Make several more snowballs in varying sizes to make an interesting winter display.

Three snowballs on display in my kitchen window

January display at the Greenwood Branch of the Seattle Public Library

I volunteered to do the January display at the Greenwood Branch Library, so I chose to feature books about papercraft.  There are so many good books on the subject.  I didn’t have room to feature even a fraction.  Here are some close-up shots of parts of the display:

Papercraft display

Papercraft book covers and sample projects

Papercraft projects on display

More papercraft projects

Display at the Greenwood Branch Library

Re-Purposed Christmas Cards

January 2, 2011

Salvaging useful bits from this year's holiday cards

It’s time to clean up after the holidays and put away the Christmas decorations.  Rather than toss my Christmas cards into the recycling bin, I take a moment to cut out the parts that will make gift tags or postcards for next year’s holidays.  Do you have any other ideas for re-purposing cards or gift wrap?

Another way to use paper snowflakes

It’s been a few years since I’ve taken scissors to white paper to cut out snowflakes.  I love how each snowflake is unique, just like real ones!  This year I went an extra step and sewed the paper snowflakes into garlands.  I made short garlands, each string with three or four snowflakes.  But you could easily sew them into one long garland for a Christmas tree decoration.

Sewing the snowflakes into garlands

I simply sewed each snowflake down an imaginary center line and left about two inches of thread between snowflakes.

Snowflakes sewn together with thread

I tied a bead to the bottom of each of my garlands so that they would hang down nicely.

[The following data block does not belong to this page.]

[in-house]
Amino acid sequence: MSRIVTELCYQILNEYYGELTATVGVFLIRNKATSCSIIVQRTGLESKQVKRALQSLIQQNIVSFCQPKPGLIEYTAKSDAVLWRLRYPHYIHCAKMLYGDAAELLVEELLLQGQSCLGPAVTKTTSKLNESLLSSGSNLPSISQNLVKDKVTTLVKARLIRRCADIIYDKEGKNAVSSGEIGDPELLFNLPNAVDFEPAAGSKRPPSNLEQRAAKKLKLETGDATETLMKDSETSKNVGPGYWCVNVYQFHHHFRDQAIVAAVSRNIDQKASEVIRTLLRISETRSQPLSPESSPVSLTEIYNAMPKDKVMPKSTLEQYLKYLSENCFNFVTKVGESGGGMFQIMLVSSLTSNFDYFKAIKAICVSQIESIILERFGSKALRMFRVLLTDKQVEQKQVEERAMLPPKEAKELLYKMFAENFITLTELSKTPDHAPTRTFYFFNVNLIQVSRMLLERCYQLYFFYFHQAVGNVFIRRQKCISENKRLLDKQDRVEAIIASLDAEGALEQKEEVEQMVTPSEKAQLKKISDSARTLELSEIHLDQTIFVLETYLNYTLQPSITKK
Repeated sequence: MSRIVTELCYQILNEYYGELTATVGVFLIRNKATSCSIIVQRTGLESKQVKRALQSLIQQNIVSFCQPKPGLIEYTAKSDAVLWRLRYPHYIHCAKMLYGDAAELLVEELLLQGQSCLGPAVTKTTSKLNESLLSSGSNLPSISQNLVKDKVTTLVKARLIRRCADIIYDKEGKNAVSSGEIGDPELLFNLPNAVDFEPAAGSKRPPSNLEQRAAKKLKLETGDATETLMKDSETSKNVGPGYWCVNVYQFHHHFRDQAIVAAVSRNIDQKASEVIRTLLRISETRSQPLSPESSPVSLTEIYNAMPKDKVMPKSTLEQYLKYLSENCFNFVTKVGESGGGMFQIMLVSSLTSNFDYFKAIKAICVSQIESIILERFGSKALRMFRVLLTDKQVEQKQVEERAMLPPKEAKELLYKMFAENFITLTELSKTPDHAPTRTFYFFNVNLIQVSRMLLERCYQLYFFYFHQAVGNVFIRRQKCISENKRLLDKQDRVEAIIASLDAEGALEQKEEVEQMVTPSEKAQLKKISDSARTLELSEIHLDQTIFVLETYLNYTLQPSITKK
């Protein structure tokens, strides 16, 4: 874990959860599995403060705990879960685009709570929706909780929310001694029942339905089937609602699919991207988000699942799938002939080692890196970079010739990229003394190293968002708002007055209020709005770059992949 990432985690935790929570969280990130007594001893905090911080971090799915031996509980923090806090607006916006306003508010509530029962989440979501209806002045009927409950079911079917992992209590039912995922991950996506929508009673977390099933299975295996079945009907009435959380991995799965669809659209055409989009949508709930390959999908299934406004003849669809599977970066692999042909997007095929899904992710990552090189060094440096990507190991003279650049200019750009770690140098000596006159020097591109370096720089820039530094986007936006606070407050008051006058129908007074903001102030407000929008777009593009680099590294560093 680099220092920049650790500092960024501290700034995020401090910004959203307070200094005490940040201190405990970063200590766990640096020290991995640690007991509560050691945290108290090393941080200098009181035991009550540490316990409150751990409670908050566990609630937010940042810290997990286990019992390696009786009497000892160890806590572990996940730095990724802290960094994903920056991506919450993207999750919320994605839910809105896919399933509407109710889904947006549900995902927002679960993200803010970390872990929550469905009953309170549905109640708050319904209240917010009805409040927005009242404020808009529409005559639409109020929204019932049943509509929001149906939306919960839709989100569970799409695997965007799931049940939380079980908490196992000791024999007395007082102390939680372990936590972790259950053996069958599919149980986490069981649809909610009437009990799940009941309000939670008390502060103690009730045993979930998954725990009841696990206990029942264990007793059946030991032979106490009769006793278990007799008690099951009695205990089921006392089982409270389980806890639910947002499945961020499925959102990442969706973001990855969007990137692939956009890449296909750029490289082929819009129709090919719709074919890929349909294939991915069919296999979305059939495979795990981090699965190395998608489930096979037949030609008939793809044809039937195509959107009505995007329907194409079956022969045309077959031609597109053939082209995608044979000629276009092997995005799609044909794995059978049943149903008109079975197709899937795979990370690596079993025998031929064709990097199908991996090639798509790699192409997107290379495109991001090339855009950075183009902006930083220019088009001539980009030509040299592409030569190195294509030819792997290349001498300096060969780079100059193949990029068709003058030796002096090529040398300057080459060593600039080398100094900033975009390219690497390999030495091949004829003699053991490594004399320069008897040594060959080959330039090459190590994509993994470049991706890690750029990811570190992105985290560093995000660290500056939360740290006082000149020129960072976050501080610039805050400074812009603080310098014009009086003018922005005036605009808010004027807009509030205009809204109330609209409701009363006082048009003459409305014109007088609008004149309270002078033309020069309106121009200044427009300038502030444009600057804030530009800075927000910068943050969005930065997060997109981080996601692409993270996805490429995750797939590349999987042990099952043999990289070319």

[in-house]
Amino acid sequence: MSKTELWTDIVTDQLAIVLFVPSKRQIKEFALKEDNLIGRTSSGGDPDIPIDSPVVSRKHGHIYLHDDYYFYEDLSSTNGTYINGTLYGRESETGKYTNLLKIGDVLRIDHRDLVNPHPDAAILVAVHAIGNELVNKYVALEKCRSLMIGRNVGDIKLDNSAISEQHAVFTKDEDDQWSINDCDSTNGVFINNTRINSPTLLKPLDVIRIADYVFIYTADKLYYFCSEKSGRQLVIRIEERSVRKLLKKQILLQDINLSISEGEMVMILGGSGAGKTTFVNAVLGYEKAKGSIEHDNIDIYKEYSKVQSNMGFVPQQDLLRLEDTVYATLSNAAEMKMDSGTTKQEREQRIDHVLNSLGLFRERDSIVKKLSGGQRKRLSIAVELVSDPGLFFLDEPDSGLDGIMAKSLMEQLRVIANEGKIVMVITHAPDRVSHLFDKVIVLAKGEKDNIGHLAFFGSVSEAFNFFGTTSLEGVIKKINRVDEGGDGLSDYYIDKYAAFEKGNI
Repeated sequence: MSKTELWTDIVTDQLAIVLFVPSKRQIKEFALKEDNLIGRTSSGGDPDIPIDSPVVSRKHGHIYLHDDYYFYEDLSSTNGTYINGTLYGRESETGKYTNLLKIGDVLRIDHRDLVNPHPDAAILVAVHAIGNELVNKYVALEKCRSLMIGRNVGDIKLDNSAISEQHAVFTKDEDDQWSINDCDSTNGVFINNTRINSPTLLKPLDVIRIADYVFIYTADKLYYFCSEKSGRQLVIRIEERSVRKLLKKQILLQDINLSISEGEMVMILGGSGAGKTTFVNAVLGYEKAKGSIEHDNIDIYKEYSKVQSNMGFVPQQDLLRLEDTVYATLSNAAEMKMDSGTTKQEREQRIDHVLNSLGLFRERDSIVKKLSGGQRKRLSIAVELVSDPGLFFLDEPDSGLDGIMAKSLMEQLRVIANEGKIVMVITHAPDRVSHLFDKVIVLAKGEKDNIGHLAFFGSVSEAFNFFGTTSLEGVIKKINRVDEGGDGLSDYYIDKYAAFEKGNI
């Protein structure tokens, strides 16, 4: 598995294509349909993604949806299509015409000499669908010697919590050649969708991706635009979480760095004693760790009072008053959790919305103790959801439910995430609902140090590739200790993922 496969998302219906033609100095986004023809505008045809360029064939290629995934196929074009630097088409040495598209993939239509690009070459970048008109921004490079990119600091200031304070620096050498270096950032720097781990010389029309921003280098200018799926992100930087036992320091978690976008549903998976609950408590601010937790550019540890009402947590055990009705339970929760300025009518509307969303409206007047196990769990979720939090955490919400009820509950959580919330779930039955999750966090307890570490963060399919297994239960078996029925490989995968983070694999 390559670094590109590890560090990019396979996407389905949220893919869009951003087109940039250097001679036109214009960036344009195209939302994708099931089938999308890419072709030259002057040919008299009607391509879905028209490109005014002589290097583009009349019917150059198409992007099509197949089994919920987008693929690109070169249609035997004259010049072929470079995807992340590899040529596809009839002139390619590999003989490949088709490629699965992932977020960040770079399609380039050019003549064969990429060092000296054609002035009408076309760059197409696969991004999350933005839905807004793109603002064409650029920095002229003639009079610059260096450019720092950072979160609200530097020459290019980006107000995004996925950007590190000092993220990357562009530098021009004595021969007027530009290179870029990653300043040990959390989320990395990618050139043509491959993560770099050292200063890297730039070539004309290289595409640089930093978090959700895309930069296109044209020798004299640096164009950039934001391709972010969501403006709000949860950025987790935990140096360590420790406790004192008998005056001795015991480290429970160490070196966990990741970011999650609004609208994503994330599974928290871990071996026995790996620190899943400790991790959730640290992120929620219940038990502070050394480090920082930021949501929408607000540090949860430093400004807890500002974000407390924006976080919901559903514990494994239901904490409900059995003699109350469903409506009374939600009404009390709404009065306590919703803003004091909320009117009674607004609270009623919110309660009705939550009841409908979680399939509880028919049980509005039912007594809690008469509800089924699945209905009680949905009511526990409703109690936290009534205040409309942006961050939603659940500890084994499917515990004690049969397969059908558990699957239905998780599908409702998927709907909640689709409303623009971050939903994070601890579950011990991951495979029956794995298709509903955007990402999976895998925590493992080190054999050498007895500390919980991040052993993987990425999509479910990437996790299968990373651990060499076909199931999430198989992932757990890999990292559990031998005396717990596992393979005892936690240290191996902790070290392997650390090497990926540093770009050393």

Five snowflake garlands hanging in my kitchen window

I used the finished garland to make a snowflake “valance” in my kitchen window.

Dreaming of a white Christmas. . .

I'm not the only one thinking of a white Christmas. Here's the Starbucks sign for this holiday season.

Folded star book (approximately 2 x 2 inches)

Star book folded open and hung as a Christmas tree ornament

Many years ago I ordered one of these tiny star books from Chinaberry Books (www.chinaberry.com), and after looking closely at its construction, I decided I could figure out how to make them myself.  These tiny treasures (about 2 inches square) are made out of folded paper, origami-style, and when opened with their covers back-to-back, look like a five-pointed star.  They make delightful stocking stuffers or Christmas ornaments.  Or you can use them as miniature blank books.

Here is how you make a folded star book:

Folding the inside pages

First, cut five paper squares, 4 x 4 inches.  Then fold each one in half lengthwise and again in half crosswise.  Now each square has four quadrants.  Next fold each square diagonally corner to corner.  (You’ll have just one diagonal fold line on each square of paper.)

Each 4 x 4-inch square now needs to be folded in on itself by reverse-folding along the diagonals to the center.  You’ll end up with a 2 x 2-inch folded square. (Look at the photo and try to replicate the pictures.)

Glue the outside of each 2 x 2-inch square

Joining the five star pages together with glue

The five folded squares will be joined by gluing together, outside square matching outside square.  You’ll want the center points to match up so that you can see that unfolding will make a star.  Don’t glue together into a circle!  Keep the last two outside squares unglued.

This is what the inner pages should look like after gluing

Preparing the covers

Next you make two covers.  Cut heavy paper or cardboard into two 2-1/4 x 2-1/4-inch squares.  Then find some pretty paper for your covers, and glue them to the cardboard.

Attaching ribbon

Brush the inside of each cover with glue.  Then lay a ribbon across the two covers diagonally as pictured.

Gluing the covers to the star pages

Now you are ready to glue the covers to the assembled pages.  The center folded points should line up where the two covers meet so that the finished book can open like a star.

Finished folded star book, closed

You can now tie the finished book closed with the ribbon.

Finished star book opened

Or, you can tie the little book open and hang it up as an ornament.


Cutouts and Silhouettes

June 19, 2010

Cutouts and silhouettes

I thought I’d share my latest art project — a couple of paper cutouts.  I’m still slowly trying to incorporate making art into my days.

Cutout of lupine